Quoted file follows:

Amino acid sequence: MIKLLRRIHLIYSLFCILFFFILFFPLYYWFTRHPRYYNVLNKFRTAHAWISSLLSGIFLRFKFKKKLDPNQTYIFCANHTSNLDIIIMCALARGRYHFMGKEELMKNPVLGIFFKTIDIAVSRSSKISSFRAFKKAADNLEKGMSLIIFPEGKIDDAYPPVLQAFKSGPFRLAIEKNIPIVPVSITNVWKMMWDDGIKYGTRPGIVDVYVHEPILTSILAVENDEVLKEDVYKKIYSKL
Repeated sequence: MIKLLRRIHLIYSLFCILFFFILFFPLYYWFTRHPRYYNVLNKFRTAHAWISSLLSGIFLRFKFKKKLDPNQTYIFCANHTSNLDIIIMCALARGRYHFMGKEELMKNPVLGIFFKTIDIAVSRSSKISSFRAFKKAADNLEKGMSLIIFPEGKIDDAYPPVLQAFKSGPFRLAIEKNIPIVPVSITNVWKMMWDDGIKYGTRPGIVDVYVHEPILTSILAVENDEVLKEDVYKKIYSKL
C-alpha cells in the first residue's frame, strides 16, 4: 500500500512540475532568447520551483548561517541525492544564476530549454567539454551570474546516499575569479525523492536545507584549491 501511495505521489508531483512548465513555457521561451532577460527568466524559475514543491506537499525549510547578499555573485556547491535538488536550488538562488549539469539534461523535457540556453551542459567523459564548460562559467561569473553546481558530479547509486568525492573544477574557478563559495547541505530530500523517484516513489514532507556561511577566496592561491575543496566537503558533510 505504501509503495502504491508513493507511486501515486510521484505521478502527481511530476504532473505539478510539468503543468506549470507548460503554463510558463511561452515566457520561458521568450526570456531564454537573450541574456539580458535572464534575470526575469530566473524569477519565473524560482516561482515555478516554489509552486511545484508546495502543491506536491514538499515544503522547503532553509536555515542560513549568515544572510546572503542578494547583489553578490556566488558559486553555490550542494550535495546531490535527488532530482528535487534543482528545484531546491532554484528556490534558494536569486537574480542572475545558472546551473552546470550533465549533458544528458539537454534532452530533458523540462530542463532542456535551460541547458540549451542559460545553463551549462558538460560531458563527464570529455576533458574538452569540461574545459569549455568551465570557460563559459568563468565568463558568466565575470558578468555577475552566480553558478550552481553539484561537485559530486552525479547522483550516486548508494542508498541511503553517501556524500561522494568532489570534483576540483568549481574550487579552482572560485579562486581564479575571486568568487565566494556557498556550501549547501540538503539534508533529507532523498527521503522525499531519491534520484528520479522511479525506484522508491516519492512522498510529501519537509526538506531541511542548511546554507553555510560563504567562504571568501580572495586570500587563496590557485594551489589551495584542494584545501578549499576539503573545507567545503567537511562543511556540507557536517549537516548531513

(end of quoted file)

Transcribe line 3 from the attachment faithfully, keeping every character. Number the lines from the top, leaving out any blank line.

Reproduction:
C-alpha cells in the first residue's frame, strides 16, 4: 500500500512540475532568447520551483548561517541525492544564476530549454567539454551570474546516499575569479525523492536545507584549491 501511495505521489508531483512548465513555457521561451532577460527568466524559475514543491506537499525549510547578499555573485556547491535538488536550488538562488549539469539534461523535457540556453551542459567523459564548460562559467561569473553546481558530479547509486568525492573544477574557478563559495547541505530530500523517484516513489514532507556561511577566496592561491575543496566537503558533510 505504501509503495502504491508513493507511486501515486510521484505521478502527481511530476504532473505539478510539468503543468506549470507548460503554463510558463511561452515566457520561458521568450526570456531564454537573450541574456539580458535572464534575470526575469530566473524569477519565473524560482516561482515555478516554489509552486511545484508546495502543491506536491514538499515544503522547503532553509536555515542560513549568515544572510546572503542578494547583489553578490556566488558559486553555490550542494550535495546531490535527488532530482528535487534543482528545484531546491532554484528556490534558494536569486537574480542572475545558472546551473552546470550533465549533458544528458539537454534532452530533458523540462530542463532542456535551460541547458540549451542559460545553463551549462558538460560531458563527464570529455576533458574538452569540461574545459569549455568551465570557460563559459568563468565568463558568466565575470558578468555577475552566480553558478550552481553539484561537485559530486552525479547522483550516486548508494542508498541511503553517501556524500561522494568532489570534483576540483568549481574550487579552482572560485579562486581564479575571486568568487565566494556557498556550501549547501540538503539534508533529507532523498527521503522525499531519491534520484528520479522511479525506484522508491516519492512522498510529501519537509526538506531541511542548511546554507553555510560563504567562504571568501580572495586570500587563496590557485594551489589551495584542494584545501578549499576539503573545507567545503567537511562543511556540507557536517549537516548531513